French hydrangeas may be water hogs, but extended periods of wet weather can cause them big problems. Suddenly, their pristine leaves become spotted, scorched, and dusted with powder. People in the South have every right to panic, but instead they wisely call on me to diagnose the ailments and provide solutions. Once again, Grumpy delivers.

Ugly Ailment #1 -- Cercospora Leaf Spot

emCercospora leaf spot. Photo:

Grumpy gets more panicked emails about this fungal problem than any other. Small brown or purple spots appear on the leaves. As they grow in size, they develop tan or silver centers with purplish borders. Lower leaves are affected first. Then the disease moves up the plant as splashing water from rain or sprinklers spreads the spores. Seriously infected leaves drop.

What to do: First, pick up, bag, and throw away any fallen leaves to reduce the number of fungal spores. Second, don't wet the foliage when you water. Third, spray the foliage according to label directions with Immunox, Daconil, or Natria Disease Control. Spray again next summer before the spots show up.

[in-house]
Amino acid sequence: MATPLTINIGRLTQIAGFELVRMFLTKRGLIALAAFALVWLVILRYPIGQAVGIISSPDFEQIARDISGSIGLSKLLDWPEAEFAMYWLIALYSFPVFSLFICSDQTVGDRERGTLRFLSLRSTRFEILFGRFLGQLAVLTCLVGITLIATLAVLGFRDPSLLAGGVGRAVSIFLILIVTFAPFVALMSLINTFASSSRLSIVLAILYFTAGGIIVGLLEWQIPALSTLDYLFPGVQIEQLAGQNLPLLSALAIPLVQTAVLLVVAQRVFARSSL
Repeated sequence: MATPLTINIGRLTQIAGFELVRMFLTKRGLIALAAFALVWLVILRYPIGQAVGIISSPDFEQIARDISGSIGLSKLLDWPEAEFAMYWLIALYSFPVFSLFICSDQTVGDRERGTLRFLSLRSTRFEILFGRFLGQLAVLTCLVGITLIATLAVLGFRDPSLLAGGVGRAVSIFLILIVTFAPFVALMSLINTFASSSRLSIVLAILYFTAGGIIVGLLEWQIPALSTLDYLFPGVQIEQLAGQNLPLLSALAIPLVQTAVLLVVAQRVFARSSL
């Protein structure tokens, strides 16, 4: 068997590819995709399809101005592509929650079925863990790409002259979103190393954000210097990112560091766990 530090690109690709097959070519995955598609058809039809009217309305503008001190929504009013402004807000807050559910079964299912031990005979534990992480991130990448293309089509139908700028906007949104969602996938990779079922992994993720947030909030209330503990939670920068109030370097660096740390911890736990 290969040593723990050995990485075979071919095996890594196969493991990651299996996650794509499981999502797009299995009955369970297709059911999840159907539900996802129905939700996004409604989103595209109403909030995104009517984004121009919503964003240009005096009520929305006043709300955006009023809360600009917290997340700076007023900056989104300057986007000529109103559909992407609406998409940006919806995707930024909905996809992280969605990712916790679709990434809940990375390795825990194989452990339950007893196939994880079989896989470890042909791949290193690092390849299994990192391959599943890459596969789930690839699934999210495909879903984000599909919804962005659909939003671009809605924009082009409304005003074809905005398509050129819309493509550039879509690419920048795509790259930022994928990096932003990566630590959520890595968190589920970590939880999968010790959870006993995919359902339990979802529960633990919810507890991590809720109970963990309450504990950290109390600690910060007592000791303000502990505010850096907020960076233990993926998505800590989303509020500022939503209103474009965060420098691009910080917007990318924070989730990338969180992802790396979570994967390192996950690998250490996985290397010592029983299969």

Ugly Ailment #2 -- Anthracnose

emAnthracnose. Photo:

Like leaf spot, this malady likes warm, wet weather and spreads by splashing water. Brown spots appear on the leaves and grow rapidly in size. Light-brown centers surrounded by dark-brown rings create a bull's-eye effect. When a spot encounters a leaf vein, it spreads along it, forming an angular brown or black patch. Leaves turn dark brown or black and drop. Flowers may also be affected.

What to do: Write Grumpy a $50 check for being such a font of wisdom. Pick up, bag, and throw away any fallen leaves. Don't wet leaves and flowers when watering. Spray foliage and flowers according to label directions with Natria Disease Control or a copper-based fungicide. Spray healthy flowers and foliage next summer before spots appear.

Ugly Ailment #3 -- Powdery Mildew

emPowdery mildew. Photo:

Small, gray to white patches appear on the leaves. They eventually coalesce, covering the leaves with a powdery white film. Unlike the previous two diseases, powdery mildew likes both cool and warm, humid weather. But the leaves must be dry for the spores to germinate on them.

What to do: Write Grumpy a second check for $25 so he can leave work early and buy a nice bottle of red wine for tonight's dinner. Spray the foliage according to label directions with neem oil or Natria Disease Control.